CarterPJ | Jul 10, 2012 |
Showing 1-5 of 15 (next | show all)
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» Add other authors

Author nameRoleType of authorWork?Status
Ammaniti, NiccolòAuthorprimary authorall editionsconfirmed
Hartmann, UlrichTranslatorsecondary authorsome editionsconfirmed
Hunt, JonathanTranslatorsecondary authorsome editionsconfirmed
Maris, EttaTranslatorsecondary authorsome editionsconfirmed
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"...en als ik dacht terug aan het begin, toen ik nog onschuldig was, toen ik nog het rode licht van de koralen in mijn haar had, toen ik, ijdel als geen ander, mij spiegelde in de maan en steeds maar wilde horen: je bent beeldschoon." Loredana Berté, Sei Bellissima. "Waarom houdt de mandoline niet langer de maat? Waarom laat de gitaar zich niet meer horen?" Rodolfo Falvo, Guapparia. "Allegría es cosa buena." La macarena.
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voor Nora
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Het is voorbij.
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(Click to show. Warning: May contain spoilers.)
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Book description
Thirty-nine-year-old Italian literary superstar Niccolo Ammaniti's novel I'm Not Scared prompted gushing critical praise, hit international best-seller lists, and was made into a hit indie film. In I'll Steal You Away, Ammaniti takes his empathy for children and ability to conjure vivid, quirky characters straight out of the Italian countryside to fantastic literary heights. With profound tenderness, Ammaniti shines light on the broken hearts and misbegotten dreams of ordinary folks striving only for slightly better lives. Through the eyes of a fragile boy and a self-aggrandizing small-town lothario, he shows how two very different people each come to realize that redemption must come from within.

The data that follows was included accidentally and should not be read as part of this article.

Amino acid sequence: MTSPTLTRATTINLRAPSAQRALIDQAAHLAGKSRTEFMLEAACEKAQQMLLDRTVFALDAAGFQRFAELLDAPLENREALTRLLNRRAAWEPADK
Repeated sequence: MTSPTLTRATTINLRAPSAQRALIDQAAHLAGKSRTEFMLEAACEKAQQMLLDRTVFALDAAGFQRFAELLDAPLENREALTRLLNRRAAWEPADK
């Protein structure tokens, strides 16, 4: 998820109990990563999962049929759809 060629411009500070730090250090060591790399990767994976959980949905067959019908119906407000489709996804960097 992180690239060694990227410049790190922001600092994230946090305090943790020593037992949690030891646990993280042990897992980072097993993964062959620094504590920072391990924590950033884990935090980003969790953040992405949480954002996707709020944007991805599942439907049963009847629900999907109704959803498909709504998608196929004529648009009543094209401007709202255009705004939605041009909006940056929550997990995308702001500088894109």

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"Ischiano Scalo. A place where even the main road out of town gives up after a couple of miles, where escape from a life of boredom and emptiness is almost impossible. Forced into crimes he never wanted to commit, 11-year-old Pietro reaches crisis point when his parents ignore his pleas for support and his schoolteacher turns her back on him - looking for help, he find instead a terrible revenge. Escape from Ischiano Scalo comes at a price. Life there will never be the same again." "Through the eyes of a desperate boy and a deluded small-town Don Juan, Niccolo Ammaniti gradually reveals his cast of misfits, lighting up the grand dreams and sad realities of ordinary people living extraordinary lives in this taut and bittersweet masterpiece."--BOOK JACKET.… (more)

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Canongate Books

An edition of this book was published by Canongate Books.

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Penguin Australia

An edition of this book was published by Penguin Australia.